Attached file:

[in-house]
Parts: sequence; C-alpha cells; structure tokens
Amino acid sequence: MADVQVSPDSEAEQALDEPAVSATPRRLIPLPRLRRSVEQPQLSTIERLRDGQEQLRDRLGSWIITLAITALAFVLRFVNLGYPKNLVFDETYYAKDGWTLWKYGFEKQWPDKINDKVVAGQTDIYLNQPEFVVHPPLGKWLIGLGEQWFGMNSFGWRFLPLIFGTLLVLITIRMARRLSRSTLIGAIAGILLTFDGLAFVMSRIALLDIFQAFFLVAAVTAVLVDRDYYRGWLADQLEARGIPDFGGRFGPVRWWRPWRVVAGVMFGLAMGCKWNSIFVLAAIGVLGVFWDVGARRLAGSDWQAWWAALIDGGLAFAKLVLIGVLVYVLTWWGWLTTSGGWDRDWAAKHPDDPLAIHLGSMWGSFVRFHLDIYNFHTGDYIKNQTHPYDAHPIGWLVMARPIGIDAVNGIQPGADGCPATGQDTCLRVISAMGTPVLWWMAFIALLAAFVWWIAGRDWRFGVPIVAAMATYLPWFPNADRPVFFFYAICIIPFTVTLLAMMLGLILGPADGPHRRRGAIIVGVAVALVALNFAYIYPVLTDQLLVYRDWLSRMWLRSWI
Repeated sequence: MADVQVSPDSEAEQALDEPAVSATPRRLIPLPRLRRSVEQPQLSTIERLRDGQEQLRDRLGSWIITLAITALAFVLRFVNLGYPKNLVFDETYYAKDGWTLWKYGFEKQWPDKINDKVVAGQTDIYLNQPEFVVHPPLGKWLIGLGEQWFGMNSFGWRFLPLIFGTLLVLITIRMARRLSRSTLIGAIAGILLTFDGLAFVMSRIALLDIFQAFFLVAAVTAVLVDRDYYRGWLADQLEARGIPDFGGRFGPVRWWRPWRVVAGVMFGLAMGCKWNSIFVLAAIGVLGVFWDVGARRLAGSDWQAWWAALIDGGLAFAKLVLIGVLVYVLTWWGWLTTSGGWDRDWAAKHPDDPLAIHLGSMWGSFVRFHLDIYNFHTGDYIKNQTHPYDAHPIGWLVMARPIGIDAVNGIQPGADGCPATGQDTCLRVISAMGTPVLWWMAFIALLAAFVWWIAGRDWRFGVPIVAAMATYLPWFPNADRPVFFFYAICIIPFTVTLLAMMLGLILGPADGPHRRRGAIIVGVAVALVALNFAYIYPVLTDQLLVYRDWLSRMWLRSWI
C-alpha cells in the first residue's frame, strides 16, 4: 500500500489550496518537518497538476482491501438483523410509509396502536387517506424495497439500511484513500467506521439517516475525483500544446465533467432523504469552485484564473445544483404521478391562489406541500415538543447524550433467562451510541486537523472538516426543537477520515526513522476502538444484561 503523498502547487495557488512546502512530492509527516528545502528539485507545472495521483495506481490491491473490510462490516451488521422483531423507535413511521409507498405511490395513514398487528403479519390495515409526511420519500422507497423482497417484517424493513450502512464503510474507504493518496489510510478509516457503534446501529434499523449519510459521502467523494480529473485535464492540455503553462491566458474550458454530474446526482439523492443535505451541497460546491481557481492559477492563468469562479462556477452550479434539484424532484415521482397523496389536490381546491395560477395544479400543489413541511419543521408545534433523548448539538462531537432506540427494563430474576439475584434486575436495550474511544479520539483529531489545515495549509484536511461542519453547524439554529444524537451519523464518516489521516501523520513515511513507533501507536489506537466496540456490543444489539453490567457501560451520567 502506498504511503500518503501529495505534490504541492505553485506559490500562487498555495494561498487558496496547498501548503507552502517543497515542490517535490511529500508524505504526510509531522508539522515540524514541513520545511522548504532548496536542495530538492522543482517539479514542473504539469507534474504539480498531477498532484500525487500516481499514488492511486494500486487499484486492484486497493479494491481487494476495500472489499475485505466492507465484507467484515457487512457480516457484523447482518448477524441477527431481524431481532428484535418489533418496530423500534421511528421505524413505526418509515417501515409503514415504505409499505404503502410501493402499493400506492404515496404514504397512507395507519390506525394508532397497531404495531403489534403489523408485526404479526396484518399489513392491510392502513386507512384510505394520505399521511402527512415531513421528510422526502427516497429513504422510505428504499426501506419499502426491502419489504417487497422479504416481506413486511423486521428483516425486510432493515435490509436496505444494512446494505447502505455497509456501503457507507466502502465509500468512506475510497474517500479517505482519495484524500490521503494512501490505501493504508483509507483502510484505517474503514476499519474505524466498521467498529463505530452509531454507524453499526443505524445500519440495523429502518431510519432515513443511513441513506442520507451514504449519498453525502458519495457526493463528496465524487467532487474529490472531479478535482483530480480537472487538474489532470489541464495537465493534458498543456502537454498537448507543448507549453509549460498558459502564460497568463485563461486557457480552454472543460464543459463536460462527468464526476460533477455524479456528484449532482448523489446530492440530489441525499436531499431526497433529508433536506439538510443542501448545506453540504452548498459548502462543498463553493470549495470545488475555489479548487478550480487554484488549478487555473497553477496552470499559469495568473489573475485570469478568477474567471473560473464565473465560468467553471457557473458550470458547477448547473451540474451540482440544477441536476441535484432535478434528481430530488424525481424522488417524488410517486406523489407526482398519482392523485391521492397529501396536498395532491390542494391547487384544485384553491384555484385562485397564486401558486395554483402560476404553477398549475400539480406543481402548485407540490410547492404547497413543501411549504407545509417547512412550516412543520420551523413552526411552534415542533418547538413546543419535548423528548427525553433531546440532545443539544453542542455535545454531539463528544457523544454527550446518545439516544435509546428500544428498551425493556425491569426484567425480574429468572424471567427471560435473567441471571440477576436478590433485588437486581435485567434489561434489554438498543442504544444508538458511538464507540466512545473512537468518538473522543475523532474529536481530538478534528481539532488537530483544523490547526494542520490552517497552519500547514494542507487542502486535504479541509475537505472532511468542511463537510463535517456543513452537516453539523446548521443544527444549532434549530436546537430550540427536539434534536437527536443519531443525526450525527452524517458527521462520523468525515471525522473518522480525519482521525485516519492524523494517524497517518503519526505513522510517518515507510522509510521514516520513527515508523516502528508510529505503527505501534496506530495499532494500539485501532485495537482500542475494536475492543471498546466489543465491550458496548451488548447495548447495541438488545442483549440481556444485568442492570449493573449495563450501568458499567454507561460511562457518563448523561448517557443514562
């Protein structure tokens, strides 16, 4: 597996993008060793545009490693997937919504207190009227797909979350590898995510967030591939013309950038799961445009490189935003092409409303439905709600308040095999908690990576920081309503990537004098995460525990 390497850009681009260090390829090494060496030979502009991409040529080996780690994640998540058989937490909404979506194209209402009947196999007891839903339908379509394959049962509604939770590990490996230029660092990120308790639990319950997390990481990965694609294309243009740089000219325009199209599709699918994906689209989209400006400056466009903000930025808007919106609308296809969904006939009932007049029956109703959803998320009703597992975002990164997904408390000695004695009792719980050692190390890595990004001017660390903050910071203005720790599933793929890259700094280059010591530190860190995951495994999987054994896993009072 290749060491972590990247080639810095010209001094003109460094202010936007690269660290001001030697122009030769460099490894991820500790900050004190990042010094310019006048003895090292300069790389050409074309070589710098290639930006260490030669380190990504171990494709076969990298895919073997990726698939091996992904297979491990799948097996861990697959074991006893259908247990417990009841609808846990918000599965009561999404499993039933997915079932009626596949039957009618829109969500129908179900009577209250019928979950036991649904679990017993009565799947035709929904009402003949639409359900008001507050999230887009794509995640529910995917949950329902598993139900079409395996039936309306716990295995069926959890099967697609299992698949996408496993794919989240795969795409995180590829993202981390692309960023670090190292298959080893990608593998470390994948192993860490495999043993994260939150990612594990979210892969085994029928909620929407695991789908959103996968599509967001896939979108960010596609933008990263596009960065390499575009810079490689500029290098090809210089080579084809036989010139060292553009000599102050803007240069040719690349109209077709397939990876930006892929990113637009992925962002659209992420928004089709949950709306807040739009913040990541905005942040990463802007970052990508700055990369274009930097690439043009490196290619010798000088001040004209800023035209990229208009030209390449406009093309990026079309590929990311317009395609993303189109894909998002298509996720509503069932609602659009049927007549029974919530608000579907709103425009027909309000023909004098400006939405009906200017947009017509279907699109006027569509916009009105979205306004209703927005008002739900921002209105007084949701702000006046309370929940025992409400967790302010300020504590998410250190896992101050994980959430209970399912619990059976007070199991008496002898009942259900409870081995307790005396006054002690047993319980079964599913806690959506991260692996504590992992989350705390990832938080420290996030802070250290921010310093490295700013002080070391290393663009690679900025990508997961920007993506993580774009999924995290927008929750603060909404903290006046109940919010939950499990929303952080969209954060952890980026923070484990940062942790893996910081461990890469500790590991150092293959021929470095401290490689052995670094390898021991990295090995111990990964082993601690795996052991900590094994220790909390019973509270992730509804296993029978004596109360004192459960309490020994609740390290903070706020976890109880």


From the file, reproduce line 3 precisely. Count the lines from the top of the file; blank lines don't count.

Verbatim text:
Amino acid sequence: MADVQVSPDSEAEQALDEPAVSATPRRLIPLPRLRRSVEQPQLSTIERLRDGQEQLRDRLGSWIITLAITALAFVLRFVNLGYPKNLVFDETYYAKDGWTLWKYGFEKQWPDKINDKVVAGQTDIYLNQPEFVVHPPLGKWLIGLGEQWFGMNSFGWRFLPLIFGTLLVLITIRMARRLSRSTLIGAIAGILLTFDGLAFVMSRIALLDIFQAFFLVAAVTAVLVDRDYYRGWLADQLEARGIPDFGGRFGPVRWWRPWRVVAGVMFGLAMGCKWNSIFVLAAIGVLGVFWDVGARRLAGSDWQAWWAALIDGGLAFAKLVLIGVLVYVLTWWGWLTTSGGWDRDWAAKHPDDPLAIHLGSMWGSFVRFHLDIYNFHTGDYIKNQTHPYDAHPIGWLVMARPIGIDAVNGIQPGADGCPATGQDTCLRVISAMGTPVLWWMAFIALLAAFVWWIAGRDWRFGVPIVAAMATYLPWFPNADRPVFFFYAICIIPFTVTLLAMMLGLILGPADGPHRRRGAIIVGVAVALVALNFAYIYPVLTDQLLVYRDWLSRMWLRSWI